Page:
- Red de Humanidades Digitales (RedHD)
- Taiwanese Association for Digital Humanities (TADH)
- Victoria, Canada: Digital Humanities Summer Institute, DHSI (June)
- Leipzig, Germany: Culture and Technology Summer School, [email protected] (July)
- Oxford, UK: Digital Humanities at Oxford Summer School, DHOxSS (July)
- Sydney, Australia: Digital Methods Training, DHDownunder (December)
- Guelph, Canada: [email protected] (May)
- Ottawa, Canada: [email protected]
- Abu Dhabi, UAE: Winter Institute in Digital Humanities, NYU Abu Dhabi
- [rotating locations]: Humanities Intensive Teaching and Learning, HILT
Run with other organisations:
- [email protected]
- [email protected]
- ADHO Training Initiative/SIG: supports events around the world
- [email protected]
Training groups located at
The following list provides a selection of the main publications in the field of DH. The footnotes and bibliographies of these works will provide additional resources for exploration.
Peer reviewed journals sponsored by ADHO:
- DSH: Digital Scholarship in the Humanities (Oxford)
- DHQ: Digital Humanities Quarterly (online)
- Digital Studies / Le champ numérique (Canadian)
- Journal of the Text Encoding Initiative
These two ADHO publications are freely available:
More in print and online:
- Digital Research in the Arts & Humanities (Routledge; 43 books as of September 2023)
- Debates in the Digital Humanities (Minnesota)
- Topics in the Digital Humanities (Illinois)
- Digital Humanities (Michigan)
Digital Humanities Slack Channel
A great source of informal information is the DH Slack channel – there are over 50 channels to follow along with providing information about conference CFPs, jobs, and discussions about best practices for tool development, pedagogy and research.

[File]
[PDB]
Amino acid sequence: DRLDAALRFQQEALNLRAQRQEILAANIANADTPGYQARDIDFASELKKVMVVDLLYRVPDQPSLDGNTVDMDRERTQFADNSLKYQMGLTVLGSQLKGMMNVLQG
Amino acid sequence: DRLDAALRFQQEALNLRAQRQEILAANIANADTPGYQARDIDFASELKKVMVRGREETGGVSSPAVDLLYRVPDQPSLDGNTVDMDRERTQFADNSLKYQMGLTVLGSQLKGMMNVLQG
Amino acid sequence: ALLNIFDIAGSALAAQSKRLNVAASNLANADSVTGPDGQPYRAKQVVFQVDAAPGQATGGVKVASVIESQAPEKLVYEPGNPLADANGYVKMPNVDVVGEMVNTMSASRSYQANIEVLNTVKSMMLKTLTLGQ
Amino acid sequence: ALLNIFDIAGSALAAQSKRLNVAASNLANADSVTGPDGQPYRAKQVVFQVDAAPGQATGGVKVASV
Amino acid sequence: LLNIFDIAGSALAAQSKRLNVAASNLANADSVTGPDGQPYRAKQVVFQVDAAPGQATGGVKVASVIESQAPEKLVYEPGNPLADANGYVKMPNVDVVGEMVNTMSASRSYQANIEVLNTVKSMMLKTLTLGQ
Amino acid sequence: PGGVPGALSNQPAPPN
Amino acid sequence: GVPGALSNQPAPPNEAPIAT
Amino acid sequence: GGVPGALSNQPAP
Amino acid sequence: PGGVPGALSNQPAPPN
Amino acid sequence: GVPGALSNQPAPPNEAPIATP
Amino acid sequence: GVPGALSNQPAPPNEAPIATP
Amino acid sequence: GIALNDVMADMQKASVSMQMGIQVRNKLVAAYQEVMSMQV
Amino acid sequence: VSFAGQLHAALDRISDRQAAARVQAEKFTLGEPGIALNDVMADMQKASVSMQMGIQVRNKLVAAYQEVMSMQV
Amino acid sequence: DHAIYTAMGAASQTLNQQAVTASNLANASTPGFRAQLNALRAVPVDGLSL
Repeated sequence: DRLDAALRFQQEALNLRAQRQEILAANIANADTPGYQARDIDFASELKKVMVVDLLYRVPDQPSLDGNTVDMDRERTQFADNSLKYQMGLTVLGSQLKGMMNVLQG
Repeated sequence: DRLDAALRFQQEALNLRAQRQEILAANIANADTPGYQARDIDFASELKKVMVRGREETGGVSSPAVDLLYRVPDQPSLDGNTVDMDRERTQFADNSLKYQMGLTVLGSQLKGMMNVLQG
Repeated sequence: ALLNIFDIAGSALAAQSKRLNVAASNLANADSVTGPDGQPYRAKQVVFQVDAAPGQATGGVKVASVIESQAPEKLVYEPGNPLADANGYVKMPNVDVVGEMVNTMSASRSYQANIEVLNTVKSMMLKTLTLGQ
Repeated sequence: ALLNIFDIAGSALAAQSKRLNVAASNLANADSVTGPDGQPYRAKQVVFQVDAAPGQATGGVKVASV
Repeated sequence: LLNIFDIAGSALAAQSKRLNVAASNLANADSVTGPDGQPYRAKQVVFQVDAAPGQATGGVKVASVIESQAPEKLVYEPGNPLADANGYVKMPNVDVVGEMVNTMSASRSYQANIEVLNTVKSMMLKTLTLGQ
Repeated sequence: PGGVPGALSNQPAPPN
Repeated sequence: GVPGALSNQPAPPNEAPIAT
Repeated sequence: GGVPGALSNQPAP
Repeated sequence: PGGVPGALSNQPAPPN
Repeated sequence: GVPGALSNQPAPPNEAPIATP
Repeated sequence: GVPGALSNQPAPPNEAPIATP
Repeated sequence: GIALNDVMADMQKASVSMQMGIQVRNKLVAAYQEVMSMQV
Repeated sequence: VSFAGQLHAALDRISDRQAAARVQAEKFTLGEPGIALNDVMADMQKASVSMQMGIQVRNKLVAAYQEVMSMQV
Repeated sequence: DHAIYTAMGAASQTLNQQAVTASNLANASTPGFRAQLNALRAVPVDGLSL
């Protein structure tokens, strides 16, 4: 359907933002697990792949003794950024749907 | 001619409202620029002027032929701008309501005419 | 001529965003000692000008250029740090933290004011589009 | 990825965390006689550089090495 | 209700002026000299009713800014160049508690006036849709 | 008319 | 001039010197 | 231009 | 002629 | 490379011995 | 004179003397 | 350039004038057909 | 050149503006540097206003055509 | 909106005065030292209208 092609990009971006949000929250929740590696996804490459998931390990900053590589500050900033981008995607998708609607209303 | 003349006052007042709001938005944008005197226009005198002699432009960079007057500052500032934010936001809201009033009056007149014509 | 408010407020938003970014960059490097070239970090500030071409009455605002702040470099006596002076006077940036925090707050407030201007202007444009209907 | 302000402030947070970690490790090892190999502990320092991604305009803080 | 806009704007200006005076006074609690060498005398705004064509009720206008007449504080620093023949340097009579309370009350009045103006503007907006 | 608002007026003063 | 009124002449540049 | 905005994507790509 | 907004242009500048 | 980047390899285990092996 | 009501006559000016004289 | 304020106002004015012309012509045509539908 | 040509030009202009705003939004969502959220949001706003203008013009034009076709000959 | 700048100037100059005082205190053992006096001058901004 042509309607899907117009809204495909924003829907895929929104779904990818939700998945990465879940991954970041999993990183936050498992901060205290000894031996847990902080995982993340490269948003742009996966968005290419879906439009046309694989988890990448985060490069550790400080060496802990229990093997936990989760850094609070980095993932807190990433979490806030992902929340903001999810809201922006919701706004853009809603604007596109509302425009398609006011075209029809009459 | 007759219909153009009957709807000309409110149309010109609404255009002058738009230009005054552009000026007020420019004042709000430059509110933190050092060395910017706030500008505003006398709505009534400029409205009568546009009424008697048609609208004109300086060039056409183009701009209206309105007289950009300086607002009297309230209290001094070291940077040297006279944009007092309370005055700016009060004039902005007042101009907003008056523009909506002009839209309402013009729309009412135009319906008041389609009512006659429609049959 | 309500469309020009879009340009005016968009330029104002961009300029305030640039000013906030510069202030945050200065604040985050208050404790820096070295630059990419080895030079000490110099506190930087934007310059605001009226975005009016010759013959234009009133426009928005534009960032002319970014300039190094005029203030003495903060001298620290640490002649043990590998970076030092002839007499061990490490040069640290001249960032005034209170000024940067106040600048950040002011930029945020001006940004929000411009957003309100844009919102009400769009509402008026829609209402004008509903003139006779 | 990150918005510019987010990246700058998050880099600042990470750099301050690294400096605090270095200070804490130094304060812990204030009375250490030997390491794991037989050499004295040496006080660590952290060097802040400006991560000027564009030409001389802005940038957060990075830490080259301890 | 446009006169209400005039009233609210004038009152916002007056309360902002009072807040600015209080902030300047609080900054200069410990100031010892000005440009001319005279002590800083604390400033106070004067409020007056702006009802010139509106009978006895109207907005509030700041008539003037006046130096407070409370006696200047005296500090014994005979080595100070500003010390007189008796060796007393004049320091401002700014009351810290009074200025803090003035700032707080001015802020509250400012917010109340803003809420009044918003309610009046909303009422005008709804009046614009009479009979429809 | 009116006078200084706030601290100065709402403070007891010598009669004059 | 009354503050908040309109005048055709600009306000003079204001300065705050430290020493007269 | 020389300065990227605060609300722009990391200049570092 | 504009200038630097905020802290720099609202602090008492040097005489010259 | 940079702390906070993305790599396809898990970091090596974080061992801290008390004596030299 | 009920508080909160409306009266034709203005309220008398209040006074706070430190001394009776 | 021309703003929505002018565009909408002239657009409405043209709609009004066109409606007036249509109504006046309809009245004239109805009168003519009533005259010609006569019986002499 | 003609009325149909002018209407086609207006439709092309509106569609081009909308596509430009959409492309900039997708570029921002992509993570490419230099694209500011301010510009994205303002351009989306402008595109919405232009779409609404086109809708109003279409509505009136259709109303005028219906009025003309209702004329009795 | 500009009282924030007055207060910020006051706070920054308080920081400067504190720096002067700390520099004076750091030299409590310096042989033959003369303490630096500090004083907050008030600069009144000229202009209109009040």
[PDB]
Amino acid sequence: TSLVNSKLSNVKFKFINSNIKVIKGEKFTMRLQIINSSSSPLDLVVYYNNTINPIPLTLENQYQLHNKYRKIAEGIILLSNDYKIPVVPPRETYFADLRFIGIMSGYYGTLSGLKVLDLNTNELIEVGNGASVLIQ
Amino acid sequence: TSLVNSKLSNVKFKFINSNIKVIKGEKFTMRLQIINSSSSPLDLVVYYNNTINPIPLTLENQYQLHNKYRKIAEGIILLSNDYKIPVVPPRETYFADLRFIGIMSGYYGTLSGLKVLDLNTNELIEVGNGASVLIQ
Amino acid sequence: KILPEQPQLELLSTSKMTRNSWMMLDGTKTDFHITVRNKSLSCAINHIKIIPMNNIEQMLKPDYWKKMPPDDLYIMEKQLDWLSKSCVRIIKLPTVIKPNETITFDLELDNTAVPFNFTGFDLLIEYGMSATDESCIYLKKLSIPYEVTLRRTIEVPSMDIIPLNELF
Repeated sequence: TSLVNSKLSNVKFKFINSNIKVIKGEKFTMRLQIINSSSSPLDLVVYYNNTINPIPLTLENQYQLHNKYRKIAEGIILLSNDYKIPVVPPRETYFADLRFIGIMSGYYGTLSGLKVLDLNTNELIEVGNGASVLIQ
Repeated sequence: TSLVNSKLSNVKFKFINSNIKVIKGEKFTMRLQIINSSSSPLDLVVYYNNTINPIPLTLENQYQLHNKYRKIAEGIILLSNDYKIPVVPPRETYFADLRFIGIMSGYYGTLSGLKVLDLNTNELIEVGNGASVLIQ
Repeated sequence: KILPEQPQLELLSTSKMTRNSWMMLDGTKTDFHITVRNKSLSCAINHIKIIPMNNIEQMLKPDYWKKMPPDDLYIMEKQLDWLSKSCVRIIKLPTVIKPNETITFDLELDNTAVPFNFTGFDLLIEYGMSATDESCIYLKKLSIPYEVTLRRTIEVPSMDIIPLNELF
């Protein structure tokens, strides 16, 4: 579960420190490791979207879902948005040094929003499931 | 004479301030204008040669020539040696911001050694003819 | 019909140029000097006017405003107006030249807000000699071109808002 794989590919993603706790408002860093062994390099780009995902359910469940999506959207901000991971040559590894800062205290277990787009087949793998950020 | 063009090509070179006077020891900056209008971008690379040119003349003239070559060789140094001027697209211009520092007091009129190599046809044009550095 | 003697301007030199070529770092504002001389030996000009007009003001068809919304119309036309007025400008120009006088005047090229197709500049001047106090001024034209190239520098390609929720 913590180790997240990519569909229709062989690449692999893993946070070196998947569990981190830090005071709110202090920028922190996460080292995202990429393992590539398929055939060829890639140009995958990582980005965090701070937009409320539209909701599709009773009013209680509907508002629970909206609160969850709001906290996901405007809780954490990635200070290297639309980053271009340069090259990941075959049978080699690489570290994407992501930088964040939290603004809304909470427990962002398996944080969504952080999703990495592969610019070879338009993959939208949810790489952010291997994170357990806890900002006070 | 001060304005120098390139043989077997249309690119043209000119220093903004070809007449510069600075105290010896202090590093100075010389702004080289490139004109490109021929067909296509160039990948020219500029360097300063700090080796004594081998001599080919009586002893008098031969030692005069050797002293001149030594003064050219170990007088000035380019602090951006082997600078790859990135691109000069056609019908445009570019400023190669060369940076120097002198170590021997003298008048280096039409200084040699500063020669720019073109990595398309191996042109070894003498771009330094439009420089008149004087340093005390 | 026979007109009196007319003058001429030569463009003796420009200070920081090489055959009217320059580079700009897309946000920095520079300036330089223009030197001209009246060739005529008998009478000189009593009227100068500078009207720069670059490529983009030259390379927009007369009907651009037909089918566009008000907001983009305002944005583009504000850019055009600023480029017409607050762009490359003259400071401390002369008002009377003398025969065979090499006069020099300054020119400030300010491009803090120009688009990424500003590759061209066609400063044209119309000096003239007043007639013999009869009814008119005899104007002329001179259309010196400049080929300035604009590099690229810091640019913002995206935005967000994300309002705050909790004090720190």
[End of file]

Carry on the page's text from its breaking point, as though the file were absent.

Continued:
Twitter is also an excellent source of research updates and events. Search using broad hashtags, such as #digitalhumanities, then narrow to specific methodologies, for example #gis, #textanalytics, #networkanalysis, and so on. Each conference and publication has its own account and/or hashtag to keep updated with current conversations.
If you’re based at a university, it’s a good idea to visit your library website to see if DH/DS LibGuides have been created by your librarians. These are always invaluable, since they highlight the collections that are available for you to work with at your institution and may also highlight local training opportunities and events.
Gale Digital Scholar Lab Team
The DH team at Gale has had a busy summer of presentations and training, and we have come away with plenty of thoughts about new directions for Gale Digital Scholar Lab.
Some highlights of the summer’s engagements include:
- Florida Digital Humanities Consortium (FLDH) where Jess Ludwig, Director of Product Management, Digital Humanities, presented on “The Digital Humanities Product Life Cycle: Lessons from Relaunching Gale Digital Scholar Lab”
- Digital Humanities Summer Institute where each team member attended training workshops and concurrent conference presentations.
- DH2022 where Sarah Ketchley and Jess Ludwig presented on “Processes and Practicalities in Developing and Sustaining a Text Mining Platform: Gale Digital Scholar Lab”
- Digital Pedagogy Institute where Sarah Ketchley and Helene Williams (University of Washington) presented on “Pathways to creating an inclusive and accessible digital humanities (DH) classroom”. Topics from this paper are discussed in last month’s “Notes from our DH Correspondent” blog post.
- Digital Humanities at Oxford Summer School where the Lab’s Product Manager, Becca Bowden, was joined by our Head of Academic Partnerships, Chris Houghton, who participated in and presented at this annual conference.
- Digital Humanities Congress 2022 where Sarah Ketchley presented on “The Emma B. Andrews Diary Project: A Case Study in Student Collaboration, Tool Development and Data Visualisation”, focusing on how to create opportunities for projects involving undergraduate students.
The team are always happy to help support researchers looking to learn more about Digital Humanities, develop a DH project, or introduce it into their classroom. For assistance, feel free to email [email protected].